• Simplify procedures further. Process requirements have been reduced but still remain complex for many partners. There is a need to look at the system as a whole and to benchmark European Community performance against other donors in the context of the DAC Task Force on Donor Practices.
  • Strengthen capacity for impact assessment, by developing a results orientation, undertaking programme evaluations, and promoting feedback from evaluation and monitoring systems to the quality support arrangements.
  • Develop a strategic role in evaluation by encouraging the Board of EuropeAid to focus on the achievement of results, and review the ways in which Parliament and the Council of the EU might support this strategic role.
  • Undertake specific evaluation studies of particular areas where the European Community may learn important policy and management lessons. These areas include: innovative approaches to conflict prevention and resolution; the promotion of good governance and democratisation; the development of the CSP process; ECHO's monitoring of non-governmental organisations (NGOs); the effectiveness of the European Commission's deconcentration process; and the tools and facilities devoted to the promotion of the private sector.
  • Improve the European Community's contribution to DAC discussions on aid effectiveness.

e) Improve the implementation of the aid programme with a view to enhancing country ownership

  • Enhance country ownership to improve programme quality, by building on the relationships developed while formulating the CSP. The European Community should also seek opportunities to support the partner government's leadership of sector discussions with donors in areas of the European Community's comparative advantage. To achieve this, the European Commission will need to develop and enhance its capacity for analysis and its collaboration with EU Member States and other donors in the field.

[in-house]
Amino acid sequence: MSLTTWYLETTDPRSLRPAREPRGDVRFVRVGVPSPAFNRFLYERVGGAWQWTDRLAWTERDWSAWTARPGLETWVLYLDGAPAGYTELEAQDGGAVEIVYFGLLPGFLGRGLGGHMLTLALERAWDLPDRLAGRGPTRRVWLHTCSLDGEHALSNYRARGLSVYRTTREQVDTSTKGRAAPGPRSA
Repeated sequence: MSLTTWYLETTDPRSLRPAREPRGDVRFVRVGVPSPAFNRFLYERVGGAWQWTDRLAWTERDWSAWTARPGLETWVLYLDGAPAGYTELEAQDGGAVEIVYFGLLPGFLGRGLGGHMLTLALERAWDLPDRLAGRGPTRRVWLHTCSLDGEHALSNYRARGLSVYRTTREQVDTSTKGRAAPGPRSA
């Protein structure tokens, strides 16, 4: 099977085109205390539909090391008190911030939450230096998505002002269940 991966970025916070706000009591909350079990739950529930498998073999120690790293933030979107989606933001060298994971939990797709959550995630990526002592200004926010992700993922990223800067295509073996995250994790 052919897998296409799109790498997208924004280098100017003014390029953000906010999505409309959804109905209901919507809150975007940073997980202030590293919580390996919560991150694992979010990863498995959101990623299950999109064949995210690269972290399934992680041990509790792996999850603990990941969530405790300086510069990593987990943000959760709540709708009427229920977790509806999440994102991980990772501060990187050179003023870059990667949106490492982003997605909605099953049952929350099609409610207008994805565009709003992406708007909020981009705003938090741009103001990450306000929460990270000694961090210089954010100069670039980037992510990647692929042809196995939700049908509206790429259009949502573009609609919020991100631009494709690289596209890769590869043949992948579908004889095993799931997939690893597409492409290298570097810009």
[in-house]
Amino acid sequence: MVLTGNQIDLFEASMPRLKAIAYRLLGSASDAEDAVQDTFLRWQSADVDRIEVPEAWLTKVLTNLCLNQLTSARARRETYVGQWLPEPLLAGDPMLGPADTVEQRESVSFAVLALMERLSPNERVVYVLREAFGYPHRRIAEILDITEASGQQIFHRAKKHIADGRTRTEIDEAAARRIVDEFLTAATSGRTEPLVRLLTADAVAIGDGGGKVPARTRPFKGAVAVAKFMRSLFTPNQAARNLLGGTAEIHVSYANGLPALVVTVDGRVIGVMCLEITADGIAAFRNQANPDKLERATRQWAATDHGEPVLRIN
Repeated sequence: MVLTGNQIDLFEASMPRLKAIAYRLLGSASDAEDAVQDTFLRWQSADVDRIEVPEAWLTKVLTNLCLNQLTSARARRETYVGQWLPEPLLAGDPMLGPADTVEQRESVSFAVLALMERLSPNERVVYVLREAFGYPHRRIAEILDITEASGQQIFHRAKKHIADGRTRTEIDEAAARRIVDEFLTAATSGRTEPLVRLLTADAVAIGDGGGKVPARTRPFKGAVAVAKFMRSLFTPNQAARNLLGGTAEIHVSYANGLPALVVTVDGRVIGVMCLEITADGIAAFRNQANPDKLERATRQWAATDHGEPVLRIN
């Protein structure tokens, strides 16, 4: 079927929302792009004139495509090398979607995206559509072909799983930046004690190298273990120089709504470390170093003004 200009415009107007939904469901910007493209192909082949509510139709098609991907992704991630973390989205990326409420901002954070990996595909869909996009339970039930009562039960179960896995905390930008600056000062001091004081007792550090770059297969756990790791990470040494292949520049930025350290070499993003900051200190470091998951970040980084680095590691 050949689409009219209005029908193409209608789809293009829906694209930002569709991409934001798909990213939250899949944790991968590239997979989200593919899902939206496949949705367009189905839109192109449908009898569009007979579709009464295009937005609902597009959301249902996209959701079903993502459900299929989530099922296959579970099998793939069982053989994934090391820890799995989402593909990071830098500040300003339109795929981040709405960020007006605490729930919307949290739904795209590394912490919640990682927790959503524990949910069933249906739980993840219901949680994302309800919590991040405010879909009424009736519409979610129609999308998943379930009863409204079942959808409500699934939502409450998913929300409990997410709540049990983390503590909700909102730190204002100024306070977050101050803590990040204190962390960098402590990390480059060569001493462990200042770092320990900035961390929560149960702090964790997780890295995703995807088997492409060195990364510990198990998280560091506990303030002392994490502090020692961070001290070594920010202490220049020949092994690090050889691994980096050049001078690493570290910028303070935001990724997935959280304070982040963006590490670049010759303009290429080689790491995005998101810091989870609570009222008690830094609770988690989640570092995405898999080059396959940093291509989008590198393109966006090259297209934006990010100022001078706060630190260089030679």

• Delegate further authority to the field under clear guidance. While partners welcome the process of deconcentration, which will bring procurement and financial control closer to the field where implementation takes place, there are some risks. For the reform to be more efficient, the deconcentrated staff should be given delegated authority. For deconcentration to be more effective there should be a second stage which involves increasing analytical capacity and providing negotiating authorities, in order to deepen discussion with partners in the field.
  • Provide more development personnel to the country offices. More staff and other resources are needed to ensure the effectiveness of deconcentration. Regarding skills, the European Commission should review how to strengthen the mainstreaming of gender equality and environmental considerations in field operations. It might seek more complementarity among and with Member States in the deployment of human resources.
  • Improve personnel management for development staff. The European Commission needs to assemble a personnel management team for development co-operation staff, and review personnel policies with a view to providing a common vision on development co-operation and training. In the light of deconcentration, promote a career environment that rewards those who take on the challenges of underdevelopment, ensure adequate gender balance in the field and an effective means to re-integrate staff into Brussels after a country assignment.